They do have two options to fill Anderson's spot: Mike Montgomery, who is in the bullpen now, and Eddie Butler, who is at Triple-A Iowa.
"We're considering both options," manager Joe Maddon said Sunday about inserting someone or just going with a four-man rotation. "We haven't committed to anything yet, except that it would be one of those two guys."
After Sunday's game against the Yankees, the Cubs have a three-game series against the Rockies in Denver, and Maddon said they want to see how that goes before deciding. Butler started on Saturday night for Iowa and would be able to pitch Friday against the Cardinals, which would've been Anderson's next scheduled start.
Montgomery has appeared in 11 games, and his longest outing was 3 2/3 innings against the Phillies on May 1, when he threw 52 pitches.
The Cubs began Sunday still in first place in the National League Central despite the rotation not being as sharp as one year ago.
"Starting pitching drives the engine," Maddon said. "As we pitch better, we'll play better."
• Outfielder Jason Heyward did not start for the second straight game on Sunday because of a sore right knuckle injured when he was diving for a ball on Friday. before the game, Maddon said Heyward was available to play defense but wasn't sure if he could hit. Apparently, Heyward wasn't available because the Cubs didn't use him in the 18-inning game Sunday.
"He was down," Maddon said. "We have to evaluate it to see moving forward. We played that entire game with three extra players."
• Cubs players found out about Matt Szczur being designated for assignment less than one hour before Saturday's game. It was tough to say goodbye to the outfielder.
"It's the best thing for Matt," Anthony Rizzo said. "He loved being a Cub, and he embodied what being a Cub was all about. He wasn't selfish at all and knew his role. He came in every day with a good positive attitude."
The Cubs have seven days to either place Szczur on waivers, trade him or release him. He was expected to draw interest from other teams.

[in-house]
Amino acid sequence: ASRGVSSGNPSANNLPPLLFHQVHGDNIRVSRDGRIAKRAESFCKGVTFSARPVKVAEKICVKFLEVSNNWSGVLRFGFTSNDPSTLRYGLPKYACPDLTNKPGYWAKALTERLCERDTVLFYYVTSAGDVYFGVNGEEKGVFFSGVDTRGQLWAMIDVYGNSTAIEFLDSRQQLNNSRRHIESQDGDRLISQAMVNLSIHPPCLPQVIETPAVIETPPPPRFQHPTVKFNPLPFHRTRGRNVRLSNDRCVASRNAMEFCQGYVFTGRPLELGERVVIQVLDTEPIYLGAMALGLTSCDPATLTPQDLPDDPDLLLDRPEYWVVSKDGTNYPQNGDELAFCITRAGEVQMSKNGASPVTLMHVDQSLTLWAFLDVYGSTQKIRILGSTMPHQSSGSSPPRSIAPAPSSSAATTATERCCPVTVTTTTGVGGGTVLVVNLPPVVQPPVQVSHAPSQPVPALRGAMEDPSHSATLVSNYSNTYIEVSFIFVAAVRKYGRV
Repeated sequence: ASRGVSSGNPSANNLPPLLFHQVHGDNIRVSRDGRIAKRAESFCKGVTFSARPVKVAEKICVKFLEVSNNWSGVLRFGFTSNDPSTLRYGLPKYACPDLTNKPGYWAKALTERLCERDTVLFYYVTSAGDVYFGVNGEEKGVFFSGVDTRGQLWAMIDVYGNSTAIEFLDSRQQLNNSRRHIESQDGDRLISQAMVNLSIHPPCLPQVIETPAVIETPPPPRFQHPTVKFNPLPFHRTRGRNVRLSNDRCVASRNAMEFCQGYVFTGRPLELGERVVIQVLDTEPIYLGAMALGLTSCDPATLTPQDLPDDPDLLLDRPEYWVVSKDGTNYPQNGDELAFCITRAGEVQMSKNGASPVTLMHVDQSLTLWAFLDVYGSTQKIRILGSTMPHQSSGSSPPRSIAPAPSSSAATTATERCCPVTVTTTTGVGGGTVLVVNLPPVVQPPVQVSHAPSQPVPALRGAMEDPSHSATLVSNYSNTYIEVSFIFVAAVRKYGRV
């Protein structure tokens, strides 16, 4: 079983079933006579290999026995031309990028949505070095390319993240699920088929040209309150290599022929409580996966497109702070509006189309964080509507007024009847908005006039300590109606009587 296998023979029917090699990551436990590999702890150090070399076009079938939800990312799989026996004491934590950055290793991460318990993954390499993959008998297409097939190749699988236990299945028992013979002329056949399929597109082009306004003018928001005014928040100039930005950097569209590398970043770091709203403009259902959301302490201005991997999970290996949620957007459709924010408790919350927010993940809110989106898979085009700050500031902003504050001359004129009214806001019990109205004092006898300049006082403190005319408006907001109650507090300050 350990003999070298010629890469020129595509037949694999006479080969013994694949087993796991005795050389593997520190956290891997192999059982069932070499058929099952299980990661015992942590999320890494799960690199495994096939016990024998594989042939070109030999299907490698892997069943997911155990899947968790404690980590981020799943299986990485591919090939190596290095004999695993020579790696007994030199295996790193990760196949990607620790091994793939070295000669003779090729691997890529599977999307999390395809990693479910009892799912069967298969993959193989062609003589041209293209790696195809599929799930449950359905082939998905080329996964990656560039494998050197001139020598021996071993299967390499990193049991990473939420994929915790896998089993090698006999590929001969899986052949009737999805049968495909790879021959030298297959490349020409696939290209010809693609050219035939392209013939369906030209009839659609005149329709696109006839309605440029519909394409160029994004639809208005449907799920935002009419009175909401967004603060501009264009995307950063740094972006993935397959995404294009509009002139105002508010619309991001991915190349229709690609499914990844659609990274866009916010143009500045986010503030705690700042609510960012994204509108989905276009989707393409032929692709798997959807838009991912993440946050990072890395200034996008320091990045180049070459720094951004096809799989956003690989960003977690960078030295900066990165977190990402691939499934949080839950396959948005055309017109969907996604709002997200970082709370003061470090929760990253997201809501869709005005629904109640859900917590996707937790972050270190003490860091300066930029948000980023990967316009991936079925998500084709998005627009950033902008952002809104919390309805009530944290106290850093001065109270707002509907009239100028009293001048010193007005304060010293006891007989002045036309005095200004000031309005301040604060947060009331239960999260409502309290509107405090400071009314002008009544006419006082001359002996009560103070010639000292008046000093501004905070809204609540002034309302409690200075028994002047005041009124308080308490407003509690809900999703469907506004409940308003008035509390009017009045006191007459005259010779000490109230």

• The expectations are high for the Cubs this season, and the team hasn't gotten off to as quick a start as it did last year. Maddon was asked Sunday how he stays so calm.
"I read the newspapers; I read the front pages," he said. "I have kids, grandkids. I have a foundation and we deal with a lot of people in very difficult situations. I see our guys do it daily. At the end of the day, it's a game. I want to win as badly as anybody and I hate when we lose, and I do carry it home sometimes.
"Let's evaluate exactly what's going on here -- let's not get carried away. Hyperbole has no place here, but it has a tendency to creep in. For me, really, understand exactly what's going on and don't exaggerate your plight. What's going on? We should've won the first game [on Friday], and we did not. It should've been a four-game winning streak. Last night was a bad start. That's not any reason to blow anything up for me."
Which means Maddon has a much calmer demeanor than most Cubs fans.
"Believe me, I get upset," he said. "I don't like when we lose. ... But at the end of the day, it is a game."
• On Sunday, fans in the Wrigley Field bleachers wore bright pink tees as part of Advocate Health Care's "Pink Out" to promote breast cancer prevention awareness while celebrating women everywhere who are survivors. Breast cancer survivors participated in ceremonial first pitches, singing the national anthem, forming a symbolic pink ribbon around the pitcher's mound and leading the seventh-inning stretch.
The Cubs will be on the road when MLB honors breast cancer awareness on Mother's Day.